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Biodegradation Patterns and Toxicity of the Constituents of Canola Oil
Zhao, Yuechen

2009, MS, University of Cincinnati, Engineering : Environmental Engineering.

The past decade witnessed a steady growth in the global production of vegetable oil to meet an increased demand that reached more than 110 million metric tons produced in the 2005/06 production year. According to the U.S. Environment Protection Agency (EPA), bulk shipment and storage of non-petroleum oils (e.g. vegetable oils) can result in spills and leaks that have significant impacts on fresh water and marine environments even though such oils may be biodegradable under both aerobic and anaerobic conditions. Among all the vegetable oils commercially available in the market, canola oil is believed to have the "best fatty-acid profile of any edible oil" which makes canola oil one of the most popular oils in the market.

This research was aimed at designing and conducting experiments on five primary component triglycerides of canola oil, three liquids triolein (OOO), trilinolein (LLL), and trilinolenin(LnLnLn) and two solids tripalmitin (PPP) and tristearin (SSS), to investigate their aerobic biodegradability and their toxic byproducts during biodegradation. The rate and extent of triglycerides biodegradation were examined in respirometry flask tests, at the same time toxicity tests were performed on the fatty acid byproducts. Also, a comparative study was performed on
commercial canola oil and synthetic canola oil using the same experimental setup and methods to identify and generalize the causes of the observed biodegradability and toxicity.

The performance of the solid triglyceride experiments was largely restricted by their extremely low solubility and low polarity. When mixed with water, PPP and SSS formed irregular lumps, not the uniform and homogeneous suspension required for the lipase activity, rendering them not available for microbial attack. No substantial mineralization was observed after 30 days of reaction time. In the case of liquid triglycerides, a competition between autoxidation and biodegradation took place due to the presence of the double bonds in their fatty acid chains. The produced hydroperoxides polymerize and become non-biodegradable while the non-oxidized portions readily biodegrade and mostly mineralize.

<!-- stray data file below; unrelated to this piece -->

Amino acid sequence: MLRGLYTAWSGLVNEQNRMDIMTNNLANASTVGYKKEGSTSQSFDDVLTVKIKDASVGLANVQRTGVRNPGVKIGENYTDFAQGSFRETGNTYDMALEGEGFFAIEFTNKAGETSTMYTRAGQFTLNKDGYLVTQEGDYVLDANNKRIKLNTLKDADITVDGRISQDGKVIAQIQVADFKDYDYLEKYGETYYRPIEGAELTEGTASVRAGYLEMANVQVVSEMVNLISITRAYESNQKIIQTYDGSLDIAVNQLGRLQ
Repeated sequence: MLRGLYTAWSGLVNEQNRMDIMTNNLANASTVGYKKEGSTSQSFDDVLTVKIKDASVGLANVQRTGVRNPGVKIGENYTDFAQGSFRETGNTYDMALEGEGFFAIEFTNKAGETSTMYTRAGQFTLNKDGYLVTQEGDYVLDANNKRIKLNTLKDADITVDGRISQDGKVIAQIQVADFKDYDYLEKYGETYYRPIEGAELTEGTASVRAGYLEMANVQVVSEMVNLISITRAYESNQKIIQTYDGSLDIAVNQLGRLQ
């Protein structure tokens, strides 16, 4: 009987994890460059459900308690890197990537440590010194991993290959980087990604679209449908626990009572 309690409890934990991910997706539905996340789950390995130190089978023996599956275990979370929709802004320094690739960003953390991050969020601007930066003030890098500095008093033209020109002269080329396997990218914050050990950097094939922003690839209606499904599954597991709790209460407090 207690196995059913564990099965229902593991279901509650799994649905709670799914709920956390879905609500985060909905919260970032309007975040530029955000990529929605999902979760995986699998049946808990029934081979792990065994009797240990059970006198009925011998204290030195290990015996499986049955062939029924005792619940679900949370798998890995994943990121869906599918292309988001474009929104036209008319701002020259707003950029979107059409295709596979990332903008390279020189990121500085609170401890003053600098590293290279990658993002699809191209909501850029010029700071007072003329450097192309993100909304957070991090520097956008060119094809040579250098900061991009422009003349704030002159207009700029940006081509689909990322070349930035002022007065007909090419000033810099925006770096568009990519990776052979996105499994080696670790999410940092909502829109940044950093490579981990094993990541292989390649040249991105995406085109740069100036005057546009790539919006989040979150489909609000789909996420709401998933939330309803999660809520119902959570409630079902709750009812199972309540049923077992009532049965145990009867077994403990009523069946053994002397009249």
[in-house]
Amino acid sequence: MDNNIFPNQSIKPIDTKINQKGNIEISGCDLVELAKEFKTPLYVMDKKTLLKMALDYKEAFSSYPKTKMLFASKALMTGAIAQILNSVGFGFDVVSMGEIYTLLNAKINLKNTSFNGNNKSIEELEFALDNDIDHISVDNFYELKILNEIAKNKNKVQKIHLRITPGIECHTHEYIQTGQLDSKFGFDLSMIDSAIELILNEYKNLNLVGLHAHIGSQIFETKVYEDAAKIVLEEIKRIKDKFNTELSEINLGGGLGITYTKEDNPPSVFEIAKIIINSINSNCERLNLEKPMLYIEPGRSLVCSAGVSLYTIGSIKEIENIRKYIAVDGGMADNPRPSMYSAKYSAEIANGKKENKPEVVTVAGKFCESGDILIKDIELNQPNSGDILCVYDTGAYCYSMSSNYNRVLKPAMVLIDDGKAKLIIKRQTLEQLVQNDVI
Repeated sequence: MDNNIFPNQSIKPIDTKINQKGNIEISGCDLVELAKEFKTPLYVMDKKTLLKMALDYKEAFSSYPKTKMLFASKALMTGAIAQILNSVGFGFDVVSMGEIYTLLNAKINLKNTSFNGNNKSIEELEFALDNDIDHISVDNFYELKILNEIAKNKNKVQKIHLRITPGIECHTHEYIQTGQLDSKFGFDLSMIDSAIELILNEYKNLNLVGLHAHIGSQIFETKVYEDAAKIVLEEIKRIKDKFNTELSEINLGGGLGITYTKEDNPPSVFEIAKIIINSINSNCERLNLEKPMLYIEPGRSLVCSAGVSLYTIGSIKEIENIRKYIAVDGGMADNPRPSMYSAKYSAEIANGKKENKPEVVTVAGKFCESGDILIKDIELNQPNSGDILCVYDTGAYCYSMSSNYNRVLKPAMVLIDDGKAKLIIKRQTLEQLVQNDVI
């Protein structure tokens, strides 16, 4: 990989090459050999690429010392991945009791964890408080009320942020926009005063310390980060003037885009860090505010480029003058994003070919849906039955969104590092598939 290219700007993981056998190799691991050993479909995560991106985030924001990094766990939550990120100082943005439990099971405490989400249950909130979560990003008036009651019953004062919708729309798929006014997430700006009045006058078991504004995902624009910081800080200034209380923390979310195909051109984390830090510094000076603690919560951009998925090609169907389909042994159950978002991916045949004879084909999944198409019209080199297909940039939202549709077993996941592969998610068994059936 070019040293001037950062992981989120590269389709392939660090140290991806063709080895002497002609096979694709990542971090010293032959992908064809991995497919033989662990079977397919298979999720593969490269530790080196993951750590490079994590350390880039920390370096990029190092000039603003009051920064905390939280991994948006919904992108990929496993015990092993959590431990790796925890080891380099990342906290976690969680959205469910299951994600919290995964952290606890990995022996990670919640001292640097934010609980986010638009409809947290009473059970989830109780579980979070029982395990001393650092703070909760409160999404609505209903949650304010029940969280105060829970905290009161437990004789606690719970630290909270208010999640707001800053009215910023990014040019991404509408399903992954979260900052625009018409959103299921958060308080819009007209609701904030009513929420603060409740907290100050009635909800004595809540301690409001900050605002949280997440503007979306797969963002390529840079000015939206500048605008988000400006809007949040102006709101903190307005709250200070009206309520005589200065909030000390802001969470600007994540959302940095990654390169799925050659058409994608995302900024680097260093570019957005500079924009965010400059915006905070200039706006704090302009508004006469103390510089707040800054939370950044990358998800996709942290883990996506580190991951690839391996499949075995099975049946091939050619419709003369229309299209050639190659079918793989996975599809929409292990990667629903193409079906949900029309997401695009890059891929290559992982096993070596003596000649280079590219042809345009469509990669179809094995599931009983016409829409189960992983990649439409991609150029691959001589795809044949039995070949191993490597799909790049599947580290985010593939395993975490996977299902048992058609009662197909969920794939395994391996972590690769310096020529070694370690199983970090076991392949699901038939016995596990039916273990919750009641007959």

Microtox® Toxicity was only observed at the early stages of biodegradation in the solid phase and was proven to be caused by the degraded FFA (Free Fatty Acids) products. All three unsaturated triglycerides followed the same increasing then gradually decreasing trend during the toxicity studies. Triolein was observed to have the highest toxicity among the five tested triglycerides throughout the 30-day experiment.

Higher toxicity and higher FFA were detected during the commercial canola oil experiments than during the synthetic canola oil ones, possibly due to the presence of additives in the commercial oil intended to prevent breakdown, biodegradation and peroxidation.

Makram Suidan, PhD (Committee Chair)
George Sorial, PhD (Committee Member)
Albert Venosa, PhD (Committee Member)
95 p.

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Zhao, Y. (2009). Biodegradation Patterns and Toxicity of the Constituents of Canola Oil. (Electronic Thesis or Dissertation). Retrieved from

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Zhao, Yuechen. "Biodegradation Patterns and Toxicity of the Constituents of Canola Oil." Electronic Thesis or Dissertation. University of Cincinnati, 2009. OhioLINK Electronic Theses and Dissertations Center. 29 Mar 2015.

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Zhao, Yuechen "Biodegradation Patterns and Toxicity of the Constituents of Canola Oil." Electronic Thesis or Dissertation. University of Cincinnati, 2009.


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